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If, in Argentina, Africa's genetic legacy has been almost erased, in Santa Fe this is even more marked, in relation to Entre Rios or Buenos Aires. However, some findings open a hope to the rescue of these roots.
In a room of the Provincial Historical Museum of the provincial capital there is a huge mirror. It is a “stable” object in the building, but it was resignified: it invites those who pass in front of it to wonder how we would feel if we were torn from everything known . The invitation is part of an exhibition called Traces of Africa in Santa Fe. This allows you to explore, between original objects, documents, texts and photos, an episode not so known for these lands: that of the blacks who inhabited the province and the city.
Lucía Molina lives in the city of Santa Fe. She is Afro-Argentinian and an advocate of the history of her ancestors. For 30 years he has been militating for recognition of the enslaved Afro-descendant community . He gives talks to reverse the prejudices of a society that denied dark-skinned people throughout its history.
In her militant role, Lucia represented Afro-Argentines at home and abroad: she participated in the 3rd International Conference against Racism held in Durban, South Africa in 2001. In addition, he provides talks in schools, universities and other organizations with the aim of raising awareness about the history of his community. And she defines herself as self-taught in the defense of the rights of afrodescendants . Clarifies that this identifies those who descend from the people who were enslaved . Lucia's knowledge gained in her research field is very valuable and underpins what follows.
Slavery in the city did not occur, as is usually associated, in plantations . It was present in urban work and domestic service, as well as fifths and stays. They were the stable labor , but, given the impossibility of controlling the territory, one of the strategies of freedom of enslaved persons.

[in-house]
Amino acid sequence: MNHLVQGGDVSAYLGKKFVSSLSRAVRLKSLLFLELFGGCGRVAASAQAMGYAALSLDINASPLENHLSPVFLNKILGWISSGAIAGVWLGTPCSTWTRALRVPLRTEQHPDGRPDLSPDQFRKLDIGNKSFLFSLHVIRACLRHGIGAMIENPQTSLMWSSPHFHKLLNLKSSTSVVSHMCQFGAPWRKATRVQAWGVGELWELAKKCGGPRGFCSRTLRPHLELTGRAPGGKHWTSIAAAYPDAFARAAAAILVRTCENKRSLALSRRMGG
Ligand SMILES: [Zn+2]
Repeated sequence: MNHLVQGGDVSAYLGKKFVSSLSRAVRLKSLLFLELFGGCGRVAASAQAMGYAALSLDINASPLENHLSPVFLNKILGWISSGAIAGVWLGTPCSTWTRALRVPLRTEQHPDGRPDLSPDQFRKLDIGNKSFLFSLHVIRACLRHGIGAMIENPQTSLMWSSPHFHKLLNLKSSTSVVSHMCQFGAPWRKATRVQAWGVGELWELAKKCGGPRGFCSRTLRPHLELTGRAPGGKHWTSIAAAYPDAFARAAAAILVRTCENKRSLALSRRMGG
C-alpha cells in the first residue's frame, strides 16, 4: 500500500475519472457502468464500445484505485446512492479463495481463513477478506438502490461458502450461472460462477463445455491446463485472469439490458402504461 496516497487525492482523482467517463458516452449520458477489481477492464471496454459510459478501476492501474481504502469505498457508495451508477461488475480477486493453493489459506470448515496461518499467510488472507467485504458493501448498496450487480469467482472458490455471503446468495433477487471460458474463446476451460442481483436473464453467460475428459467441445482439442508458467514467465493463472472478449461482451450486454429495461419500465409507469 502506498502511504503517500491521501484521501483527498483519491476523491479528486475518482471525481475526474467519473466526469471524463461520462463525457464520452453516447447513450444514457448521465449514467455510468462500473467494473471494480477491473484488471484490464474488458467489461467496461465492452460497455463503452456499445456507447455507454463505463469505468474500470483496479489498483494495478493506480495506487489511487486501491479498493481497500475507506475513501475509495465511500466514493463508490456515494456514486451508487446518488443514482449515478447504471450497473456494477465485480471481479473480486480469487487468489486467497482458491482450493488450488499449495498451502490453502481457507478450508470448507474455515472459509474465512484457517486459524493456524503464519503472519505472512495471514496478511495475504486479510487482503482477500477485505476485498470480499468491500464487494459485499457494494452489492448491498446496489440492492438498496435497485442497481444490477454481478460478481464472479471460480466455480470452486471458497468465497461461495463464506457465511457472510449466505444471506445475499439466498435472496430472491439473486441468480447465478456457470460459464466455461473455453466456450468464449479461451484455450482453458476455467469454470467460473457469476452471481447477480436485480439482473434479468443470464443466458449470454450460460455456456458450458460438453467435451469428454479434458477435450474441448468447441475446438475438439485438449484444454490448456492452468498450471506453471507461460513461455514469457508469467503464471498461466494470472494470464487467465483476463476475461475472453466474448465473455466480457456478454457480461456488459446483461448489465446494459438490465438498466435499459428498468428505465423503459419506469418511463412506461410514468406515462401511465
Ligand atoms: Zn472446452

In Santa Fe, written judgments on enslaved . Instead, these are useful elsewhere, such as Buenos Aires, to see the dimension of violence and resistance practices. Since it was all oral here, we might think it was difficult for an enslaved man to meet justice.
The last transaction in Santa Fe was in 1849. Santa Fe is the Cradle of Constitution . When in it provides for the abolition of slavery, said that a special law will regulate compensation to masters. There is no process to delegitimize the slave institution, because it is being accepted as a type of property that has to be compensated. There were neighbors and convents asking for that compensation. So there were slaves, until then.
A few years ago, a finding of ceramics was known in Arroyo Leyes of a significant number of pieces that were buried. In a drought, they began to come to light. He recently put his eye on these pieces and came to the conclusion that they were made by African hands. There is talk of a quilombo in the region of Laws, where Africans would have lived with native peoples, because they were the ones who did not submit them.
Currently, are there some families in the area that have afro phenotype , even if they do not know whether they have African ancestors.
With all this, there is much to study in Santa Fe about blackness in our history . A story that deserves to be well told.
Publication Date: 25/03/2021
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